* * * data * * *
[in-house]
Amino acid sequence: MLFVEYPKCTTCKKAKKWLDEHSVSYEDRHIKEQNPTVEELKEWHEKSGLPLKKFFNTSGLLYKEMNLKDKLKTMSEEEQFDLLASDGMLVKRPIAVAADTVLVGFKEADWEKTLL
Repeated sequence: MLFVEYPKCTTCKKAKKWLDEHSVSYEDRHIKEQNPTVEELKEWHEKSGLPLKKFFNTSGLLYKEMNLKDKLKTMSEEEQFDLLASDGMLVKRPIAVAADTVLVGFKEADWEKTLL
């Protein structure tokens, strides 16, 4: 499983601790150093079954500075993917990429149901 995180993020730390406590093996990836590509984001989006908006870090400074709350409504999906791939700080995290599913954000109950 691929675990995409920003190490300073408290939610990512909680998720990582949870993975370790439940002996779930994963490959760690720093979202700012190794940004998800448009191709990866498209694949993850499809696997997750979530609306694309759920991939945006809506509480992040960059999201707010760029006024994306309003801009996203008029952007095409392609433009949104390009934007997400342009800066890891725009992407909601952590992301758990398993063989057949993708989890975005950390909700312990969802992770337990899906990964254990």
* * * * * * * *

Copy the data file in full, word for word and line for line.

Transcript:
[in-house]
Amino acid sequence: MLFVEYPKCTTCKKAKKWLDEHSVSYEDRHIKEQNPTVEELKEWHEKSGLPLKKFFNTSGLLYKEMNLKDKLKTMSEEEQFDLLASDGMLVKRPIAVAADTVLVGFKEADWEKTLL
Repeated sequence: MLFVEYPKCTTCKKAKKWLDEHSVSYEDRHIKEQNPTVEELKEWHEKSGLPLKKFFNTSGLLYKEMNLKDKLKTMSEEEQFDLLASDGMLVKRPIAVAADTVLVGFKEADWEKTLL
């Protein structure tokens, strides 16, 4: 499983601790150093079954500075993917990429149901 995180993020730390406590093996990836590509984001989006908006870090400074709350409504999906791939700080995290599913954000109950 691929675990995409920003190490300073408290939610990512909680998720990582949870993975370790439940002996779930994963490959760690720093979202700012190794940004998800448009191709990866498209694949993850499809696997997750979530609306694309759920991939945006809506509480992040960059999201707010760029006024994306309003801009996203008029952007095409392609433009949104390009934007997400342009800066890891725009992407909601952590992301758990398993063989057949993708989890975005950390909700312990969802992770337990899906990964254990």